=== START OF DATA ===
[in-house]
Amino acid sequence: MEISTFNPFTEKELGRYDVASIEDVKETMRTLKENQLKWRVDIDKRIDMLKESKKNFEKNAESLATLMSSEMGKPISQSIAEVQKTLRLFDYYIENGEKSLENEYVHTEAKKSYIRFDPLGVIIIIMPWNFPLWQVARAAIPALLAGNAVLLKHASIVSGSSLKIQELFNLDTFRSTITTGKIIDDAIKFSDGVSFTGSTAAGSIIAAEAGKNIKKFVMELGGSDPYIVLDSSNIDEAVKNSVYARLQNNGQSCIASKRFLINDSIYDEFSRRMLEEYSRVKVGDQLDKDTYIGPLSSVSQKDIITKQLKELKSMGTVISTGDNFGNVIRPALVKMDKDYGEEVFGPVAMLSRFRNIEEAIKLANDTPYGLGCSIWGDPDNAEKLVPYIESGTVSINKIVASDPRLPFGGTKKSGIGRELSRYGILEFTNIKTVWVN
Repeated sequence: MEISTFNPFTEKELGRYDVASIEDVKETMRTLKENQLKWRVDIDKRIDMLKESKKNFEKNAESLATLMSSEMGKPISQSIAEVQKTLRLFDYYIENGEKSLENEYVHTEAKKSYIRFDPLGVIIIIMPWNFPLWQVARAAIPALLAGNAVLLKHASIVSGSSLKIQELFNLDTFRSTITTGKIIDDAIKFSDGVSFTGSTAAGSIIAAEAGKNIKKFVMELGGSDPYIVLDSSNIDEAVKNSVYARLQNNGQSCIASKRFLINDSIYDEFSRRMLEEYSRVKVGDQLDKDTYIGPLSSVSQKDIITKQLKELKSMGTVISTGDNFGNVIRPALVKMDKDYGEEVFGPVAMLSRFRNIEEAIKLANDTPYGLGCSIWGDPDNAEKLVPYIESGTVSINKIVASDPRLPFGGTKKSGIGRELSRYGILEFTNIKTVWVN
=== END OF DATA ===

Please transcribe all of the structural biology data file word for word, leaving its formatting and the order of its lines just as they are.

[in-house]
Amino acid sequence: MEISTFNPFTEKELGRYDVASIEDVKETMRTLKENQLKWRVDIDKRIDMLKESKKNFEKNAESLATLMSSEMGKPISQSIAEVQKTLRLFDYYIENGEKSLENEYVHTEAKKSYIRFDPLGVIIIIMPWNFPLWQVARAAIPALLAGNAVLLKHASIVSGSSLKIQELFNLDTFRSTITTGKIIDDAIKFSDGVSFTGSTAAGSIIAAEAGKNIKKFVMELGGSDPYIVLDSSNIDEAVKNSVYARLQNNGQSCIASKRFLINDSIYDEFSRRMLEEYSRVKVGDQLDKDTYIGPLSSVSQKDIITKQLKELKSMGTVISTGDNFGNVIRPALVKMDKDYGEEVFGPVAMLSRFRNIEEAIKLANDTPYGLGCSIWGDPDNAEKLVPYIESGTVSINKIVASDPRLPFGGTKKSGIGRELSRYGILEFTNIKTVWVN
Repeated sequence: MEISTFNPFTEKELGRYDVASIEDVKETMRTLKENQLKWRVDIDKRIDMLKESKKNFEKNAESLATLMSSEMGKPISQSIAEVQKTLRLFDYYIENGEKSLENEYVHTEAKKSYIRFDPLGVIIIIMPWNFPLWQVARAAIPALLAGNAVLLKHASIVSGSSLKIQELFNLDTFRSTITTGKIIDDAIKFSDGVSFTGSTAAGSIIAAEAGKNIKKFVMELGGSDPYIVLDSSNIDEAVKNSVYARLQNNGQSCIASKRFLINDSIYDEFSRRMLEEYSRVKVGDQLDKDTYIGPLSSVSQKDIITKQLKELKSMGTVISTGDNFGNVIRPALVKMDKDYGEEVFGPVAMLSRFRNIEEAIKLANDTPYGLGCSIWGDPDNAEKLVPYIESGTVSINKIVASDPRLPFGGTKKSGIGRELSRYGILEFTNIKTVWVN